Some studies of the field have adopted Thorstein Veblen’s concept of conspicuous consumption and connected it to the
domestic world of Rome and Pompeii. The peristyle garden is often seen as a luxurious pleasure garden, making it a form of
conspicuous consumption. This perception, however, is created on basis of the few well-known houses of Pompeii, neglecting
the major part of the peristyle gardens. Studying Pompeii as whole presents a different approach to the peristyle than merely
a pleasure garden. I will define the means of socioeconomic display and conspicuous consumption utilized in the peristyle
gardens. Then I will analyze all of the more than 200 peristyle gardens of Pompeii – including pseudoperistyles and gardens
with one portico. After that I shall define the peristyle gardens which were used for socioeconomic display and which bare no
evidence of this type of function.
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Private Inscriptions in Public Spaces?
Polly Lohmann (University of Munich)
[email protected]
In scholarship on Roman housing, interest has shifted from analysing mere architectural structures and decoration to investigating different kinds of material capable of giving more concrete insights into the use and perception of domestic space. To this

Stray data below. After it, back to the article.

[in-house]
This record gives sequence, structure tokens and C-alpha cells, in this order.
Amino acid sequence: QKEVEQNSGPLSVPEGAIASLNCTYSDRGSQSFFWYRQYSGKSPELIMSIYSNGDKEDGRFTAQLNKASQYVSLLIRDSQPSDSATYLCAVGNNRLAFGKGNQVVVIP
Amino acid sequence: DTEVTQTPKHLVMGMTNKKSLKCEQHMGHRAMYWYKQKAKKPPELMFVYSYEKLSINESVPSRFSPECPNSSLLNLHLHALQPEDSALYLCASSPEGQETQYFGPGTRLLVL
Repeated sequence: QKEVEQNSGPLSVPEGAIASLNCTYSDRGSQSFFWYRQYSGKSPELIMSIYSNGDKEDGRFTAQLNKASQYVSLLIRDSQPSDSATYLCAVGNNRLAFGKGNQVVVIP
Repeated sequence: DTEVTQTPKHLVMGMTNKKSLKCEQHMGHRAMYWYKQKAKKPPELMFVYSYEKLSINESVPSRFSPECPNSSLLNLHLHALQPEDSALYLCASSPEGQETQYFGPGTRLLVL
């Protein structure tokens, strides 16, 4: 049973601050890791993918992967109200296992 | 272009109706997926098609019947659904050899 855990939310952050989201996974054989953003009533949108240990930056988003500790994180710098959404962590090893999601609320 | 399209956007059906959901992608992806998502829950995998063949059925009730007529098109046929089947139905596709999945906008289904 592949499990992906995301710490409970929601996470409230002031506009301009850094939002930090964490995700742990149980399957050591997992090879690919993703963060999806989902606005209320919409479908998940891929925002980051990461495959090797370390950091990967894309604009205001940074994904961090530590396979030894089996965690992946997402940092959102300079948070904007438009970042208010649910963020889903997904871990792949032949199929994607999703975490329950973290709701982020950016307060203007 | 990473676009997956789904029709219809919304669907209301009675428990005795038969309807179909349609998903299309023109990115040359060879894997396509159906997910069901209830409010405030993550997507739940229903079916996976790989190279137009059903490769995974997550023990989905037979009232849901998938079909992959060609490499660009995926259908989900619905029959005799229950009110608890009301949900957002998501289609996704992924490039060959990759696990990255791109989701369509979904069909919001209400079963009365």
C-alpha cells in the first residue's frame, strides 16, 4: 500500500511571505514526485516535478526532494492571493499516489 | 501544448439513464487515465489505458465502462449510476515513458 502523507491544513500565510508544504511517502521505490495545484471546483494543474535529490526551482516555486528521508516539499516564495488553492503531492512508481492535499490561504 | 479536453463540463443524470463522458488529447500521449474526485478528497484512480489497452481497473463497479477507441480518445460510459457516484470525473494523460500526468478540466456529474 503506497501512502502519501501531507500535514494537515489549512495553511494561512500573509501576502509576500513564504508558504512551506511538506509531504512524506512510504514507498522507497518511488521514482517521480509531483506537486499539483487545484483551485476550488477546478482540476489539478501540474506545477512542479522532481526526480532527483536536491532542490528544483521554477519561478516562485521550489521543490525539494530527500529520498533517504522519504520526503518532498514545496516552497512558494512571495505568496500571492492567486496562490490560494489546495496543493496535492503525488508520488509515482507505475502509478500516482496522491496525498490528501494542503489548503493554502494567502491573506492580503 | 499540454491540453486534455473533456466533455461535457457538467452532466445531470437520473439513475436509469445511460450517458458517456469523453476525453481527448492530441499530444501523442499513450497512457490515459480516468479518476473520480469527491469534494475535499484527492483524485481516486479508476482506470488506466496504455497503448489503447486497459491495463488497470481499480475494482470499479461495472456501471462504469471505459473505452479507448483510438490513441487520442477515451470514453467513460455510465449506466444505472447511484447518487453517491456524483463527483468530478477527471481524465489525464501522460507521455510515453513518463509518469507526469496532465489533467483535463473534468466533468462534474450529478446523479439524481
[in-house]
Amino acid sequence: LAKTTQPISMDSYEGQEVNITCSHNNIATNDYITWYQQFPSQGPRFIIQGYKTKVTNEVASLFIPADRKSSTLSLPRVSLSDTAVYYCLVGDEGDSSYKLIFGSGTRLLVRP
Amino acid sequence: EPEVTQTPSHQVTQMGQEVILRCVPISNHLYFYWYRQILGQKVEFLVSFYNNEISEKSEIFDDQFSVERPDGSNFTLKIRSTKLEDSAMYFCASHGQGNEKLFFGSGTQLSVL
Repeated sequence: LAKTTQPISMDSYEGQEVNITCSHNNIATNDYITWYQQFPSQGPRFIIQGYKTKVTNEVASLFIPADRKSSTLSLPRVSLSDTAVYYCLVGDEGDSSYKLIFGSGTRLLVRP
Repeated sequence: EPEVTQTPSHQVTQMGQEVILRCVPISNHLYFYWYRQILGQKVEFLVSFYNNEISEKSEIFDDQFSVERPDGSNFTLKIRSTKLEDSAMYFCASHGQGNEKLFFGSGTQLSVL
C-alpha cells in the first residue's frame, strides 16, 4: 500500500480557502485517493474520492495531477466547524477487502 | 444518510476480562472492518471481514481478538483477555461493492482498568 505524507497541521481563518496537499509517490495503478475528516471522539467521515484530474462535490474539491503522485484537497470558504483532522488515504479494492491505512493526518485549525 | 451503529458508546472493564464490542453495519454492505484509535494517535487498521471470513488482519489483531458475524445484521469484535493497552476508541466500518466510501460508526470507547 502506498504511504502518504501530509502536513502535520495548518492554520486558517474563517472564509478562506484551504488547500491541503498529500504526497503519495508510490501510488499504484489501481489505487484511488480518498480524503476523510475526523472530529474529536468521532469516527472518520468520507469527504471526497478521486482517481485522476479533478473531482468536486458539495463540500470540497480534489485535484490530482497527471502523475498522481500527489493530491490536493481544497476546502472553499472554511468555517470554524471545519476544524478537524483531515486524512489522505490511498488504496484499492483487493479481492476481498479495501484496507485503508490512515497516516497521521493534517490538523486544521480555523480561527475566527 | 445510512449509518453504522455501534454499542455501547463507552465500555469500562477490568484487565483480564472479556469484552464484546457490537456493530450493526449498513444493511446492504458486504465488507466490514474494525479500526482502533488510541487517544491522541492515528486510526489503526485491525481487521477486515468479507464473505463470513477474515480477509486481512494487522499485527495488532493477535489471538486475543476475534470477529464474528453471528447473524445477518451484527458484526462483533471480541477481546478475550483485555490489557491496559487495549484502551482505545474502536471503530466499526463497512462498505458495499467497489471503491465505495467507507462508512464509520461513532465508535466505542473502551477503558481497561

end, not only artefacts, but also domestic graffiti have received increased attention during the past years, and the proposed paper
deals with the distribution and content of such wall-inscriptions in order to understand what graffiti-writing meant in domestic
contexts. Whereas a fixed architectural structure provided the spatial framework of the Roman household, graffiti resulted from
people frequenting and moving within the house, and therefore constitute a quite unique source of ancient (domestic) life.
Graffiti were informal inscriptions within the formal environment of the domus; they communicated private issues – such
as wishes, thoughts, and messages – in the most public spaces of the house. This seemingly paradoxical nature of graffiti can
perhaps be better understood if we look at the locations and visibility of these inscriptions. The paper aims to show that, while
the total number of graffiti known from Pompeian domestic spaces might seem overwhelming at first sight, the number of
graffiti found in each house in fact tends to be relatively low. And while graffiti in general must have been a usual and tolerated
form of writing, they were placed very deliberately with respect to their surroundings.
Following the works of R.R. Benefiel and H. Mouritsen on specific Pompeian houses and their inscriptions, the paper
presents some aspects of my PhD thesis on the interactive character of Pompeian graffiti. My research combines an analysis of
the macro-scale (i.e. the city-area of Pompeii) and the micro-scale (i.e. case-studies of Pompeian houses), and ultimately seeks
to better understand the ancient ‘graffiti habit’.
Structuring Olfactory Space in the Roman House
Thomas J. Derrick (University of Leicester)
[email protected]
This paper offers an engagement with an emerging scholarly trend in Roman archaeology: sensory approaches to spaces.
By considering the Roman domus as a sensory space which could be controlled by the householders, we can begin to understand more intimately the social dynamics of the home. Sensory approaches to the domus have often been largely limited to